Between 1919 and 1933, the Bauhaus School, based first in Weimar and then in Dessau, revolutionised architectural and aesthetic concepts and practices. The buildings created and decorated by the school's professors (Henry van de Velde, Walter Gropius, Hannes Meyer, Laszlo Moholy-Nagy and Wassily Kandinsky) launched the Modern Movement, which shaped much of the architecture of the 20th century and beyond.
The main building of the Bauhaus university in Weimar was built between 1904 and 1911 based on plans by Henry van de Velde. As one of the most influential art academies of the early 20th century, this is where the Bauhaus movement was founded in 1919. Today, the building is listed as a UNESCO World Heritage Site.
Under the supervision of architect Thomas van den Valentyn, the building was completely renovated and almost fully restored to its original condition in 1999.References:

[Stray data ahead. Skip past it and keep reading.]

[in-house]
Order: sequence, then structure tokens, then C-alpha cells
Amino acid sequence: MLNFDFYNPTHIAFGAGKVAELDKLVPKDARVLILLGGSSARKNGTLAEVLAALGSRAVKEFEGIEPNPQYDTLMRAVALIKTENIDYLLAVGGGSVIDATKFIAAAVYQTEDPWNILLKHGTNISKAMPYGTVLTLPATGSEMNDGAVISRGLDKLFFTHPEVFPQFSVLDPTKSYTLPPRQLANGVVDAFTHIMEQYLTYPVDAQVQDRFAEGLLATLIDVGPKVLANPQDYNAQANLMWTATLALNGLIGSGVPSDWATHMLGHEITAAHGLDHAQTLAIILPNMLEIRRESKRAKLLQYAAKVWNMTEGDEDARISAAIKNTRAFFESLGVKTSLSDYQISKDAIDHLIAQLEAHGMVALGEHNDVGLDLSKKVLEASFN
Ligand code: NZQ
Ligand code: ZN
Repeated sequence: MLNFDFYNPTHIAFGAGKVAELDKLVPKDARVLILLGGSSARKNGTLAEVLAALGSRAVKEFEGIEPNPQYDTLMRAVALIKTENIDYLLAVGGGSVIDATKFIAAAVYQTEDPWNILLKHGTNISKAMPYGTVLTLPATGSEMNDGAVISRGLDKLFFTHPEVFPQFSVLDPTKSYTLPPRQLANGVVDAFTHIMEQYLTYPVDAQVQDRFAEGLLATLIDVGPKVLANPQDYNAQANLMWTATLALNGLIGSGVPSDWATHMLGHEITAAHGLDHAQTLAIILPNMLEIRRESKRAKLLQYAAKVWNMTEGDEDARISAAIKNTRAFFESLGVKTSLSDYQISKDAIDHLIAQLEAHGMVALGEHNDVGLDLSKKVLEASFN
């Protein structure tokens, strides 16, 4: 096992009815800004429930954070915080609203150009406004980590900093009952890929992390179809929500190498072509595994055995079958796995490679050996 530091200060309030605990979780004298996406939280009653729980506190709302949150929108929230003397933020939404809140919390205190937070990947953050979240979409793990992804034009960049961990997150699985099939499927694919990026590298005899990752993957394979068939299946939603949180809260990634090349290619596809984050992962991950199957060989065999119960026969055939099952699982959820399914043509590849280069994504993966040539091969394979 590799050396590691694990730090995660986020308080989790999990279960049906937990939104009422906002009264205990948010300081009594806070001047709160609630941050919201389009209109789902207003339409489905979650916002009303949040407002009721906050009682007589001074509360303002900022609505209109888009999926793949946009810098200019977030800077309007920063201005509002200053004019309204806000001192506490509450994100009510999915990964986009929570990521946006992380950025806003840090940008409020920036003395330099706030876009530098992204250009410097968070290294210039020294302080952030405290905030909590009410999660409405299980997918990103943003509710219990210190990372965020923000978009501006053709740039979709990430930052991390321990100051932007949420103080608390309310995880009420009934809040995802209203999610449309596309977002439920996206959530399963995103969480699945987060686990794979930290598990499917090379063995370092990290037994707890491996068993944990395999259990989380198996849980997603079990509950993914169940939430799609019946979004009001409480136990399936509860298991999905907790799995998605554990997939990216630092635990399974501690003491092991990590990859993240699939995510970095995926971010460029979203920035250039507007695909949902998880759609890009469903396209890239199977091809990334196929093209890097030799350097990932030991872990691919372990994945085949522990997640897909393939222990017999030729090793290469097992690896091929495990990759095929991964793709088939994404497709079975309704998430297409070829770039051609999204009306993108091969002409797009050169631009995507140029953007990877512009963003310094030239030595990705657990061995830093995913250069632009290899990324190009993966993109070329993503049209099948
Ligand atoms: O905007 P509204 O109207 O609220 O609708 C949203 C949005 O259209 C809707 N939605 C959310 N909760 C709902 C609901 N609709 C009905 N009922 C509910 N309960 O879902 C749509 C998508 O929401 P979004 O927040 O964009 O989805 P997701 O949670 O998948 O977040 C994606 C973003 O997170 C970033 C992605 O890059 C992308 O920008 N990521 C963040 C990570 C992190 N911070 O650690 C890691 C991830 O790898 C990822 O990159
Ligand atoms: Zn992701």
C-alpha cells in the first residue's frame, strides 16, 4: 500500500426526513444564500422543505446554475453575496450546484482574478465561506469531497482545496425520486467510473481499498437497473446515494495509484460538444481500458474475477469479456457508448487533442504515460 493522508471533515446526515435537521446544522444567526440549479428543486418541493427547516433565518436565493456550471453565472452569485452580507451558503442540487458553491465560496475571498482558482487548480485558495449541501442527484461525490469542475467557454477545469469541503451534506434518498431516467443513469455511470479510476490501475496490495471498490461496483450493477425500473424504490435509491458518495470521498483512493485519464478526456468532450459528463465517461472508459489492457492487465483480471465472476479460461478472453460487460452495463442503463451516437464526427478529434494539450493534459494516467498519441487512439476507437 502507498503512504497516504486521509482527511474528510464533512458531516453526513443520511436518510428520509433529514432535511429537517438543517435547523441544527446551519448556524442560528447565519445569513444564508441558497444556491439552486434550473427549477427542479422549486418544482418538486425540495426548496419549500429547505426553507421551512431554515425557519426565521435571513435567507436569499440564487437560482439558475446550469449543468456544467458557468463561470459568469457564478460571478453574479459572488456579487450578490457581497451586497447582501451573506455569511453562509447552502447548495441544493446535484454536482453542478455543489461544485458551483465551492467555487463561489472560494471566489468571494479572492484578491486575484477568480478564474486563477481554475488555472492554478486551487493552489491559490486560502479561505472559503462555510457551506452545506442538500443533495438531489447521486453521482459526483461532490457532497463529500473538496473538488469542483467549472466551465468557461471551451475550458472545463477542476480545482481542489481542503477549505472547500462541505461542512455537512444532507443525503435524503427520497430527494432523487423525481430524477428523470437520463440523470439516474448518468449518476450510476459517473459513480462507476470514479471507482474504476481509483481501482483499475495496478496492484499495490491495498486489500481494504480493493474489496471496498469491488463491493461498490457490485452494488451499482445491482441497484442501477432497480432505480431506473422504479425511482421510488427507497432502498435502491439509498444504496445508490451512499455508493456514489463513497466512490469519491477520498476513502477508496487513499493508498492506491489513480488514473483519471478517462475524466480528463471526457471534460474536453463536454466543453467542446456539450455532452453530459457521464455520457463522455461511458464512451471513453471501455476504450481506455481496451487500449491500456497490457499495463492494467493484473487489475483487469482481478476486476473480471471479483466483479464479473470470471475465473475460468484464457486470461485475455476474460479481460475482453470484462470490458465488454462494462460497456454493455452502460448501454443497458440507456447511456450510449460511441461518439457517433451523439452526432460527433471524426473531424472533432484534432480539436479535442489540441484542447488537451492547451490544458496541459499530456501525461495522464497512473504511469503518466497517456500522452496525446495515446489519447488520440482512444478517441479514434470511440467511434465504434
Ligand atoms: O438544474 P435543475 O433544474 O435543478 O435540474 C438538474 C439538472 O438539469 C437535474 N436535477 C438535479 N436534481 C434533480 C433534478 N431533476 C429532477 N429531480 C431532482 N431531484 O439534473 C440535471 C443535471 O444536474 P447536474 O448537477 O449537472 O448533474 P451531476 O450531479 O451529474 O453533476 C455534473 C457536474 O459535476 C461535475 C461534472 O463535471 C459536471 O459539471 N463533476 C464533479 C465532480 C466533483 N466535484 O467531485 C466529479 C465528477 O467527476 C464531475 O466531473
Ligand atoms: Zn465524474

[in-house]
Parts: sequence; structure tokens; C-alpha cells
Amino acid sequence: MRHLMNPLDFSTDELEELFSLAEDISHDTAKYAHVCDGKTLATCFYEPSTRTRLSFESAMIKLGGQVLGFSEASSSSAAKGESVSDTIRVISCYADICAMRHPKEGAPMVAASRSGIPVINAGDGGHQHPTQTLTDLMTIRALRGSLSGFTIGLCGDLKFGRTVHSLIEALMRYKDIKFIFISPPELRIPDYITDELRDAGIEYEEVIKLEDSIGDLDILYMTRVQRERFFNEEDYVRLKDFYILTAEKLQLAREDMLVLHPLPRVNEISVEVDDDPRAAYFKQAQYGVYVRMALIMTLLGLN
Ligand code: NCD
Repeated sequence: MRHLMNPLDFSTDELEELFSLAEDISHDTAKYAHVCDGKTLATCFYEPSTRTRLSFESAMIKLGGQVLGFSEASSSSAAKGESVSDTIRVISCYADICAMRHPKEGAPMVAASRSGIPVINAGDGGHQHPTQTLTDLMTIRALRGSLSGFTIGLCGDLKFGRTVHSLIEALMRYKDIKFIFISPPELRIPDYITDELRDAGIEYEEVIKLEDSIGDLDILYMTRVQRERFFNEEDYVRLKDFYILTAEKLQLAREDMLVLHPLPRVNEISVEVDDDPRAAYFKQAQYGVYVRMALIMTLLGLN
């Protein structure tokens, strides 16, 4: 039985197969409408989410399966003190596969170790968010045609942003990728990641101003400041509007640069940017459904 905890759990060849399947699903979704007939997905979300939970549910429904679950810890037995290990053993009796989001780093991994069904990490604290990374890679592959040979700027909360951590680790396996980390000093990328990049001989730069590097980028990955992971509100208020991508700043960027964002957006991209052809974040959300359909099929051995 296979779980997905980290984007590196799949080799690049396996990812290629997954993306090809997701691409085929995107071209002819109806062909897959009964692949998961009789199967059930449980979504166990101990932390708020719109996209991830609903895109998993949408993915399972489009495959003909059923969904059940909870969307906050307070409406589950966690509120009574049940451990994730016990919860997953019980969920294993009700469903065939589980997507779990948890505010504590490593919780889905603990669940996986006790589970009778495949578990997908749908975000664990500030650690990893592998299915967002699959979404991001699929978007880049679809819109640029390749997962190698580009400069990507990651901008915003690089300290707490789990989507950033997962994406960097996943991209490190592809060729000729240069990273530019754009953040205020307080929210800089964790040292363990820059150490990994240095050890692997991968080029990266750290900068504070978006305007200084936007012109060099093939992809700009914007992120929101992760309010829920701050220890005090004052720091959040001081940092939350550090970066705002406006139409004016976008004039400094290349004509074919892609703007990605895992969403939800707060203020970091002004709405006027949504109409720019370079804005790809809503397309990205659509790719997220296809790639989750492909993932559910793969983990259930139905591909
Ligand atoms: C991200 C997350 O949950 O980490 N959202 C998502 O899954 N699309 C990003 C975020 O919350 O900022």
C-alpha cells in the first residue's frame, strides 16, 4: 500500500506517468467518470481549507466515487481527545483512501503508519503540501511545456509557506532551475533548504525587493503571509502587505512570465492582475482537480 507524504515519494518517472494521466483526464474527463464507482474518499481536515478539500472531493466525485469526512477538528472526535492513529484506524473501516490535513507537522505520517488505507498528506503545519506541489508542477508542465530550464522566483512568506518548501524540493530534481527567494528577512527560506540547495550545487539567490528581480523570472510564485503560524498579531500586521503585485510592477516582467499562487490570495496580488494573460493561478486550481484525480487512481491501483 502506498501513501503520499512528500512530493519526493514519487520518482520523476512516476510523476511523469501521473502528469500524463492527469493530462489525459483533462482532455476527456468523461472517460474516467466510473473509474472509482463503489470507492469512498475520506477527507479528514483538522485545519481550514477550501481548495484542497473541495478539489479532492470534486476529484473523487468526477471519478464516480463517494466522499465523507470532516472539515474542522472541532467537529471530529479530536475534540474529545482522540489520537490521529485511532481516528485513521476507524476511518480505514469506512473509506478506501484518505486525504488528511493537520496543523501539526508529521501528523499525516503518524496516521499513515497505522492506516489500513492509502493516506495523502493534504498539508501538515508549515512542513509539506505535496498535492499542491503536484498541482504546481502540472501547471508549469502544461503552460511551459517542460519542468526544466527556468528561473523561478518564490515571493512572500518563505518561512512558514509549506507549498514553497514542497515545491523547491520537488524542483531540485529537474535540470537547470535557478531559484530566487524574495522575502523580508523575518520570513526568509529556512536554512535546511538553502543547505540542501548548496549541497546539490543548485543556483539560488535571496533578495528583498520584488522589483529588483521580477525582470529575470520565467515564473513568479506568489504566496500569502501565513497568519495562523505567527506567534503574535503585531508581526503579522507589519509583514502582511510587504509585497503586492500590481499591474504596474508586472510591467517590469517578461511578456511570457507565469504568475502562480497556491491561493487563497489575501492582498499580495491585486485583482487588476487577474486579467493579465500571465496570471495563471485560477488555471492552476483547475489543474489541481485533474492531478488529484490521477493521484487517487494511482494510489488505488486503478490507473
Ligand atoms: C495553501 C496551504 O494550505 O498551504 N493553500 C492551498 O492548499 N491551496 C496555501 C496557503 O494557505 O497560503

Redipuglia is the largest Italian Military Sacrarium. It rises up on the western front of the Monte Sei Busi, which, in the First World War was bitterly fought after because, although it was not very high, from its summit it allowed an ample range of access from the West to the first steps of the Karstic table area.
The monumental staircase on which the remains of one hundred thousand fallen soldiers are lined up and which has at its base the monolith of the Duke of Aosta, who was the commanding officer of the third Brigade, and gives an image of a military grouping in the field of a Great Unity with its Commanding Officer at the front. The mortal remains of 100,187 fallen soldiers lie here, 39,857 of them identified and 60,330 unknown.